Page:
• Training is an important factor in the adoption and support of DFAIT supported software programs. Not having taken training, rather than availability of training, was the second most important reason for not using the DFAIT standard suite
  • Certain applications are not being used as intended, as there is a lack of awareness concerning functionality

Most Commonly Used DFAIT Supported (Standard) Software Programs

Most Commonly Used Software

  • Outlook 98: Mail, WordPerfect and Netscape were the most commonly used DFAIT Supported (standard) Software Programs (refer to Appendix III for proficiency of use)

Use of DFAIT Supported (Standard) Software Program by Location

  • A higher percentage of Mission Staff use the Public Folders and Contact Plus
  • HQ staff use Corporate Applications, Conference Rooms and CATS more than employees working in Missions
DFAIT Supported (Standard)
Software Programs
(base: all respondents)
Headquarters StaffMission Staff
Corporate Applications69%46%
Conference Rooms57%10%
CATS47%30%
Outlook 98: Public Folders(a)34%48%
Contacts Plus9%24%
Note: Differences in standard program use were significant when 10%
  • (a) It is likely that these figures are too high, based on the interviews conducted at Missions and HQ. This is probably due to confusion between folders used by individuals to file emails and the shared "Public Folders"

Training Received on DFAIT Supported (Standard) Software Programs

  • Mission Staff received more training than HQ staff for all DFAIT Supported Software Programs (refer to Appendix IV for overall results)
  • Interviews revealed that availability of training is not the primary reason for insufficient training, rather, it is employees' lack of time to participate in training sessions:
    • "I missed most of the training due to operational priorities"
    • "the tools are there but many people won't take the time to learn them"
  • Several interviewees suggested that mandatory training is the solution to ensuring all employees receive the training required
DFAIT Supported (Standard) Software Programs
(base: those who use the program)
Headquarters StaffMission Staff
Outlook 98: Mail71%93%
Outlook 98: Calendar60%88%
Corel WordPerfect 858%81%
Outlook 98: Public Folders47%83%
Contacts Plus48%67%
Corel Quattro Pro 852%65%
Corel Presentations 847%61%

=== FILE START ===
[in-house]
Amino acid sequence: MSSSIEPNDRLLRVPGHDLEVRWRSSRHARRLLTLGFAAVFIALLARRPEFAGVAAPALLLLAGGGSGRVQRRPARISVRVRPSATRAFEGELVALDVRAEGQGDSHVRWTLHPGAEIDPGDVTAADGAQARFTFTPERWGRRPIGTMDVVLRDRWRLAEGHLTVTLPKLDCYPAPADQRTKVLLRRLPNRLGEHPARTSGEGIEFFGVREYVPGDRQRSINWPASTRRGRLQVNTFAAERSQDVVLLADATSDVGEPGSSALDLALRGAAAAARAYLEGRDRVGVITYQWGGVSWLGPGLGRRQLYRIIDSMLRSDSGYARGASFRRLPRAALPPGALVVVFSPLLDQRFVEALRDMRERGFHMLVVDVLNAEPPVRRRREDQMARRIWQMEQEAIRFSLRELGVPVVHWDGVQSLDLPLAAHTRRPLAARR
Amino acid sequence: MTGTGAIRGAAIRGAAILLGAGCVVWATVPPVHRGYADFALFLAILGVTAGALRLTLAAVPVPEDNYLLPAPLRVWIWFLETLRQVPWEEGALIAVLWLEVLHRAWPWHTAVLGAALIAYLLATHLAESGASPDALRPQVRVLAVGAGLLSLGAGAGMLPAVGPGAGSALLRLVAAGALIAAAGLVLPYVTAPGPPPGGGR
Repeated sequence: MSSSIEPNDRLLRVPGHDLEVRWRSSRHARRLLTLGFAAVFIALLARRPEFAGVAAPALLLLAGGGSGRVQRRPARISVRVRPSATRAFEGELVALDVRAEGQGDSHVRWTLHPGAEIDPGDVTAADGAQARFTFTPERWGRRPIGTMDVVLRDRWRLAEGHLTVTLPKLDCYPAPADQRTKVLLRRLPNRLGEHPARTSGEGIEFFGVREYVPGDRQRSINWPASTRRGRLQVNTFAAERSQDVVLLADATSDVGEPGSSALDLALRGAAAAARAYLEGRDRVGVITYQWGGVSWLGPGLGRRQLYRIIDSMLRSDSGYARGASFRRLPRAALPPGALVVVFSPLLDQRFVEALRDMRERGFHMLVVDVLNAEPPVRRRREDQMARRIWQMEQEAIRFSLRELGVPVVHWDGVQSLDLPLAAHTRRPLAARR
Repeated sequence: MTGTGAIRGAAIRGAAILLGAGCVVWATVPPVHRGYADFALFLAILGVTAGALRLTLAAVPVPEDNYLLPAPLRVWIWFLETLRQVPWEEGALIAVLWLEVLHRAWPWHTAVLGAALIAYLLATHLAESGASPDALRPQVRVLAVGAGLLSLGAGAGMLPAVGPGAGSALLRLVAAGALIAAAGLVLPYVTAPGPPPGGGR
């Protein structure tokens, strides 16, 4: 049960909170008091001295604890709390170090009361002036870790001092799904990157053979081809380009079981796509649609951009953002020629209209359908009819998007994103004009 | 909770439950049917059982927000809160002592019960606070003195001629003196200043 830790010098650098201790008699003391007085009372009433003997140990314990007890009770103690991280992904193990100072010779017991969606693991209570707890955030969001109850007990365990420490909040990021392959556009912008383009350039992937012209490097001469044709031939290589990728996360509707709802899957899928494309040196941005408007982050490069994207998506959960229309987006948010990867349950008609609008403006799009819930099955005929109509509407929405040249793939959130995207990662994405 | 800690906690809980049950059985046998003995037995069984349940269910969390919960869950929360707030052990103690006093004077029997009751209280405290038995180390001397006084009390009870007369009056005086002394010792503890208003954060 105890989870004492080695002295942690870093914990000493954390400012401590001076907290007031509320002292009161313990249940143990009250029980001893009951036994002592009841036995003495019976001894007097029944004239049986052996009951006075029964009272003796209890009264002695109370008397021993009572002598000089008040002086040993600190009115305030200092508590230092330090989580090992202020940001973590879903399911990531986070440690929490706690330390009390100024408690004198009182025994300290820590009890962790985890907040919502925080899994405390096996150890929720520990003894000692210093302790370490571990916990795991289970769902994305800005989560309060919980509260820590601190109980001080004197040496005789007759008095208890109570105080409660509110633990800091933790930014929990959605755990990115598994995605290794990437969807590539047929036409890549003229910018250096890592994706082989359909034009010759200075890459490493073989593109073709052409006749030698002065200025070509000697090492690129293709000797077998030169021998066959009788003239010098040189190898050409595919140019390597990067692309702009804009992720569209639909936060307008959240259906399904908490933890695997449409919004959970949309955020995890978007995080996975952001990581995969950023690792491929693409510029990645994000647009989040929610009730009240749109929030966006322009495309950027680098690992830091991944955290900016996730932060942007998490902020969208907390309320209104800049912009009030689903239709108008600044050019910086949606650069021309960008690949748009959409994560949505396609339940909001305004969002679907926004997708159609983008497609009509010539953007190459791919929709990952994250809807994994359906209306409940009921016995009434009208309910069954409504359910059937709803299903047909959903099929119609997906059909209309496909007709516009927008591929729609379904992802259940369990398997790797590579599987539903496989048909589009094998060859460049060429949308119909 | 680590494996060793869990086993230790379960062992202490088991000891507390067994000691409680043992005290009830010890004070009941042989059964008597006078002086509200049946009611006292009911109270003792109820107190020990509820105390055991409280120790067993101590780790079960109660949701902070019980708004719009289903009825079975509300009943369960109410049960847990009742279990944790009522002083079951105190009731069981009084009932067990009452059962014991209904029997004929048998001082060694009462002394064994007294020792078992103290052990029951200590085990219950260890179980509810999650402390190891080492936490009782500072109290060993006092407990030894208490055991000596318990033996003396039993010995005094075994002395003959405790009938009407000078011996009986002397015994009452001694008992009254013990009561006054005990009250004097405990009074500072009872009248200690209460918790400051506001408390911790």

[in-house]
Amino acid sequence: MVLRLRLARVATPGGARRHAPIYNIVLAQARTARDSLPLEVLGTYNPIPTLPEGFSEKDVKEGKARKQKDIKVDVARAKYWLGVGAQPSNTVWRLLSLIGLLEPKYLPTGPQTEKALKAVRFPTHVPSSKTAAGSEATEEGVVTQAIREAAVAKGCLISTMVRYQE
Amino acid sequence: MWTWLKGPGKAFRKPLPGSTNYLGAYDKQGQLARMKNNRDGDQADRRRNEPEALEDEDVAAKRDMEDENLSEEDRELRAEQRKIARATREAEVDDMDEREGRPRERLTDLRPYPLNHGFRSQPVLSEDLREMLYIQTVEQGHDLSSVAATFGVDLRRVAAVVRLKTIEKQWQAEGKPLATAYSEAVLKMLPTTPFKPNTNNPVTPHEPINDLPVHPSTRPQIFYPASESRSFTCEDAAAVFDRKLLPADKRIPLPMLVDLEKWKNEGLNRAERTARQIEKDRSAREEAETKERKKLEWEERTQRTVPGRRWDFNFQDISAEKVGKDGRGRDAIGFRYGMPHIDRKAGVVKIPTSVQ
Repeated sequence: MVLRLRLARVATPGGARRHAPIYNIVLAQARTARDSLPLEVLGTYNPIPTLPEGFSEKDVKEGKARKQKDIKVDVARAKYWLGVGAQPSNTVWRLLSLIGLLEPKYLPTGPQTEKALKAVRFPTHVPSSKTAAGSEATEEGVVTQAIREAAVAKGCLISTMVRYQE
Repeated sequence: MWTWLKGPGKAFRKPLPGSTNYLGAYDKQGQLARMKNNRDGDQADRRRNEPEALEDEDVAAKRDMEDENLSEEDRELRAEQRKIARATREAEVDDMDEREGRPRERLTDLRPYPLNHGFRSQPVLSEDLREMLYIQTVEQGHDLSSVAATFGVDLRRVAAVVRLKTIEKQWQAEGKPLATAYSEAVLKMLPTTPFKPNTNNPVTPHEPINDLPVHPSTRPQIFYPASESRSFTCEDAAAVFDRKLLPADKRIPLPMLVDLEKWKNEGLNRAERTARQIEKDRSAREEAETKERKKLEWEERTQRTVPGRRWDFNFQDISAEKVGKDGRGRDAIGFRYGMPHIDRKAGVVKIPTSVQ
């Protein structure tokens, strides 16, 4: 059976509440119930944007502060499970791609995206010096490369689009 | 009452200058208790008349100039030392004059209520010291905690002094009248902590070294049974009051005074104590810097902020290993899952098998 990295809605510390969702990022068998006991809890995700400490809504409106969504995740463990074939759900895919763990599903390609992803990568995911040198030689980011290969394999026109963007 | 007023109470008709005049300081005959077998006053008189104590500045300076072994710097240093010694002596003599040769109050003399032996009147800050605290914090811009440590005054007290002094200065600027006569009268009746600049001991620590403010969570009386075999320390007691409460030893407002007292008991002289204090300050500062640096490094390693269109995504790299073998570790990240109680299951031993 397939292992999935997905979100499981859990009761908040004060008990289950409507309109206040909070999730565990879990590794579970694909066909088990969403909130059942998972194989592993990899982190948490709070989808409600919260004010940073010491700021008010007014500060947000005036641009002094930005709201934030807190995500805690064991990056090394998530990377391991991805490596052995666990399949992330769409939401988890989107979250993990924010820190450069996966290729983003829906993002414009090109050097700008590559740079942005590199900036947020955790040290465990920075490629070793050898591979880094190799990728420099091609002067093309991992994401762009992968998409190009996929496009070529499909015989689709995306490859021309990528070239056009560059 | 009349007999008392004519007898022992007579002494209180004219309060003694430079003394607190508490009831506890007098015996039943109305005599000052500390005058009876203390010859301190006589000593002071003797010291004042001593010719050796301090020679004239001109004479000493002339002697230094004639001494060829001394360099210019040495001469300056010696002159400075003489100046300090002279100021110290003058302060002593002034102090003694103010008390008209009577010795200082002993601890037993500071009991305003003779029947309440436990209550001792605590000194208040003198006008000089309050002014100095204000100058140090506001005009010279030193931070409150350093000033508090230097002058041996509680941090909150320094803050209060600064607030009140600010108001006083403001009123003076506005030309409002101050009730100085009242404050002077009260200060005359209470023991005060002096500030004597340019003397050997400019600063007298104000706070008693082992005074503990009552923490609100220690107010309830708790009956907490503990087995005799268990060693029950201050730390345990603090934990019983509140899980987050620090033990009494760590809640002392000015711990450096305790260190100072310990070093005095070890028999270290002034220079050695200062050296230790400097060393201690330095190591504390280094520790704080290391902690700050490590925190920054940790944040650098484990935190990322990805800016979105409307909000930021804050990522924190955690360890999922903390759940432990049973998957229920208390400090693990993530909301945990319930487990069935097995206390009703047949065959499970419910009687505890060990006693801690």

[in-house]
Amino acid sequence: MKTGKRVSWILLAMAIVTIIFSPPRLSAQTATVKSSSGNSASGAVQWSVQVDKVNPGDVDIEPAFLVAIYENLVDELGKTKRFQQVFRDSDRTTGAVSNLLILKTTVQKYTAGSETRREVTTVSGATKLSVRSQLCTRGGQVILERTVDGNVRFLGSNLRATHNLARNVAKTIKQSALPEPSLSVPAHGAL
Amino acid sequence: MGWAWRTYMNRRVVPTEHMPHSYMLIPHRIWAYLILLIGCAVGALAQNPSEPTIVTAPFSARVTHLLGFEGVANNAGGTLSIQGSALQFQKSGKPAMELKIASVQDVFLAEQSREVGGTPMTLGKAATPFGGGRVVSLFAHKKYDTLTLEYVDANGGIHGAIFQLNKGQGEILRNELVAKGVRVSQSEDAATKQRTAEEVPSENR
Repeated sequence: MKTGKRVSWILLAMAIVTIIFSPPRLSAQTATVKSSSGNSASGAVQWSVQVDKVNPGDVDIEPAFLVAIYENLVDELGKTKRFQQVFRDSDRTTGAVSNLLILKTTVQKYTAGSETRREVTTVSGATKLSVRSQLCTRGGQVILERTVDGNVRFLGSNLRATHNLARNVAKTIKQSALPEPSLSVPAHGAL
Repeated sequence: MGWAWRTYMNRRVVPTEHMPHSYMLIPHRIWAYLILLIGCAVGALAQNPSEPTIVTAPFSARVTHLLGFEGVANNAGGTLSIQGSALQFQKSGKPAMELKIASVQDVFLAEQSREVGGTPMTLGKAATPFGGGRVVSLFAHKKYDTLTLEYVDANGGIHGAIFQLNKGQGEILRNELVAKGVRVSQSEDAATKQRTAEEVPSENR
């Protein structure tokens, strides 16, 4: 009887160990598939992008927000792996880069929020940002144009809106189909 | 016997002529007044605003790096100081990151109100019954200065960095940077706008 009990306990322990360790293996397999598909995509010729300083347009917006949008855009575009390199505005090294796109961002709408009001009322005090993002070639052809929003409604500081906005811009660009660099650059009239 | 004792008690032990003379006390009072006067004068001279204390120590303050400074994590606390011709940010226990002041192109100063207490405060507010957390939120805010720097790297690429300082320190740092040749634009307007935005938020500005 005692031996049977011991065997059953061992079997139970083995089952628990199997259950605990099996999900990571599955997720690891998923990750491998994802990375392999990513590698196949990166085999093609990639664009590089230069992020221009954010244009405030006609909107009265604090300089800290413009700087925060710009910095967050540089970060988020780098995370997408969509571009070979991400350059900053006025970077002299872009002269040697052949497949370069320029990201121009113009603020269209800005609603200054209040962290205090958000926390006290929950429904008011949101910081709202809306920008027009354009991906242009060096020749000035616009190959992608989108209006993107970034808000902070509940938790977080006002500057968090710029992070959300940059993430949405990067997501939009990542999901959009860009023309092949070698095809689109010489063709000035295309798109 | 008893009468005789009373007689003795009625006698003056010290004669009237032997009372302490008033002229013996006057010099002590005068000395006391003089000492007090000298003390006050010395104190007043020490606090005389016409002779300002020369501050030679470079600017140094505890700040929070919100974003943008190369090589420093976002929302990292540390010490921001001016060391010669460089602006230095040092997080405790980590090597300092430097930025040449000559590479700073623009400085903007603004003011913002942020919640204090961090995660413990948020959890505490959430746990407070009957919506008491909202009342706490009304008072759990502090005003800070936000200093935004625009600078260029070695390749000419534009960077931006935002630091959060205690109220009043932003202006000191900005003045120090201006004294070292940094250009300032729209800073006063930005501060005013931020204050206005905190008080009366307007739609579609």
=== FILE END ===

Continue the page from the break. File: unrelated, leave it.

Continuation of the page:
Desktop Outbound Fax33%53%
SIGNET Metaframe/Citrix43%53%
Netscape29%53%
Corporate Applications19%47%
CATS25%37%
Quick View Plus9%34%
Jetform14%24%
Conference Rooms6%27%
Note: Differences in training were significant when 10%

Reasons for not using DFAIT Supported (Standard) Software Programs

  • The main reasons for not using DFAIT supported software programs were that it was not a requirement for their job and lack of training on the program
  • Comparing reasons by location revealed that staff located in Missions are experiencing slower response times than those located in Headquarters
  • Examples of individual feedback on this issue included:
    • "I don't use Public Folders because I don't know where they are"
    • "more and more people have Word at home...find WordPerfect too complicated"
    • "I don't use (standard programs) because I have no use for them..not because of a lack of training"
    • "I don't know about the purpose of some of the standard programs and how they would make my life easier...don't need them for my job"
Top 5 Reasons% Reported
(Base: all respondents)
My job does not require me to use it51%
Lack of training of the software program42%
The software programs do not have the functionality I require23%
The software programs are incompatible with my requirements (i.e. sharing information)22%
Response times are too slow19%

Use of and Satisfaction with the C4 System

  • Approximately one third (32%) of employees surveyed reported that their job required them to use the C4 system
  • 58% of Headquarters staff jobs do not require the use of the C4 system, compared to 47% of Mission staff jobs
  • Satisfaction with various aspects (i.e., ease of use, technical support, functionality, accessibility and training) of the C4 System is relatively high
  • Mission (31%) staff are less satisfied with the amount of training provided on the C4 system than Headquarters staff (46%)

5.2 Locally Supported (Non-Standard) DFAIT Software Programs

Summary of Locally Supported (Non-standard) Software Programs

  • At least four out of ten (43%) DFAIT staff use non-standard applications (perhaps over 50%, as one-quarter don't know whether or not they do)
  • The main reason for using the non-standard applications is compatibility, e.g., for file sharing, particularly with external partners
  • Staff generally feel they have access to the software they need to do their jobs, i.e., if they need non-standard software, they can get it

Usage of Locally Supported (Non-standard) Software Programs